Can I Propagate a Peony From a Cutting?

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Prized for their large, colorful flowers, peonies (Paeonia spp.) bloom in spring. Of the two basic peony types, the one you're most likely to grow is herbaceous garden peony (Paeonia lactiflora), which is hardy in U.S. Department of Agriculture plant hardiness zones 2 through 8. The taller-growing tree peony (Paeonia suffruticosa) is a woody shrub rather than a tree, and grows in USDA zones 2 through 9, depending on the variety. Both types go dormant in the winter. Only tree peonies root from cuttings. Propagate herbaceous peonies by division or from seed.

Making Preparations for Cuttings

  • Before taking cuttings, wipe pruner blades with a cloth soaked with rubbing alcohol to prevent introducing disease. Then fill a clean 2-inch pot with holes in the bottom with a moistened mixture of half perlite, half peat. Have ready a new, clear, 1-gallon plastic bag.

Taking Cuttings

  • Tree peony roots best from half-ripe cuttings taken in late summer. In a half-ripe cutting, the tip is still actively growing but the middle of the stem is beginning to harden. Sometimes the faster growing, softer new spring stems also root. Take a 4- to 6-inch long cutting that contains three to four leaves, and pull off the lower leaf or two.

Rooting Cuttings

  • Dip the stem end into rooting hormone so the cut ends and the places where leaves were removed are coated, shaking off any extra. With a pencil or chopstick, make a hole in the center of the rooting medium, insert the cutting past the last leaf removal wound, and firm the mix around it. Place the pot in the plastic bag and put it in bright, indirect light, closing the bag. Mist the plant inside the bag several times a day. Keep the rooting medium moist but not soggy.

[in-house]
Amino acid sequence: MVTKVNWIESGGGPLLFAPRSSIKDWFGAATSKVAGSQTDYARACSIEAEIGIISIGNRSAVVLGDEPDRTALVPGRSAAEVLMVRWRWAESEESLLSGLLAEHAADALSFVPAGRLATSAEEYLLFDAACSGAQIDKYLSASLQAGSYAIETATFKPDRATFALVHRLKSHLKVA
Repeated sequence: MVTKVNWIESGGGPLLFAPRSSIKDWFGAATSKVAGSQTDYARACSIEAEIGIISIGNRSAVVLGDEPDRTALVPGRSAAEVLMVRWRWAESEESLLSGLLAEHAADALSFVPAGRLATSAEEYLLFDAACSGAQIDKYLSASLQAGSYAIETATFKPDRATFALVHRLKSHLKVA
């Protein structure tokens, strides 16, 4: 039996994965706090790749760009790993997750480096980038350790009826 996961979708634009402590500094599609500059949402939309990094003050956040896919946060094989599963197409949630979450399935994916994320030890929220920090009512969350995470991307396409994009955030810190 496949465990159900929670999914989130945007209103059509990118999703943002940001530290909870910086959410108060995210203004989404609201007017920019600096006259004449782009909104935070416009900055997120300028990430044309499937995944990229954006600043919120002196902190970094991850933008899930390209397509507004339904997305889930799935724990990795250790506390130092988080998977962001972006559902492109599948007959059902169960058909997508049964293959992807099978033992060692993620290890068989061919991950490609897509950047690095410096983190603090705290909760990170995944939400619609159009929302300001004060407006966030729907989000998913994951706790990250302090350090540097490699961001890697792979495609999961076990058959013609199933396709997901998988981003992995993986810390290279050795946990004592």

Transplanting Cuttings

  • Check for rooting after several weeks by tugging gently on the cutting to see if it resists movement. When new leaves start to form, it's a good sign that the cutting is rooting. Remove the plastic bag when rooting begins, keeping the rooting medium moist. When enough roots form to hold the rooting medium together, transplant the cutting to a 3-inch clean pot with holes, using a soiless potting mix that contains perlite or vermiculite, watering it immediately.

Making Divisions, Step 1

  • To propagate herbaceous peonies, choose a plant that's been growing undisturbed for 3 to 10 years. In the fall, cut back any existing foliage and carefully dig around and under the plant's roots, lifting them from the soil with as little damage as possible. You'll find thick, fleshy tubers extending down from the crown of the plant, which is where the stems join the root system. Shake off the soil to reveal the roots and crown, washing it away if necessary, and find the bumps on the crown called eyes. These grow into new stems in spring.

Making Divisions, Step 2

  • With a sharp knife dipped in rubbing alcohol, cut the crown into pieces that have three to five eyes each plus some of the roots. Dust the cut surfaces with a fungicide and replant the divisions in the garden, with the eyes 1 to 2 inches below the soil surface.

Collecting Seed

  • Most tree and garden peonies can form seed if they're pollinated. However, some cultivars and hybrids are sterile and don't form seeds. The plants that grow from seed won't have the same characteristics as the parents, so you don't know what flower color or form to expect. Harvest the black, round seeds as soon as they ripen, usually when the seed pod begins to split.

Sowing Seed

  • Fill 6-inch pots that have drainage holes with a soiless mix that contains perlite or vermiculite, leaving 2 inches of space at the top of the pot. After sowing the seeds on top of the mix, cover them with 1 inch of mix and water well

Growing Seeds

  • Bury the pots in the ground in the garden up to the rim, keeping the pots watered. Cover them with 2 inches of mulch before winter arrives. They'll form a root the first year and plants the second year. Transplant young plants into the garden in the second or third year. Don't expect to see flowers for up to five years.

References

  • Photo Credit MartaJonina/iStock/Getty Images
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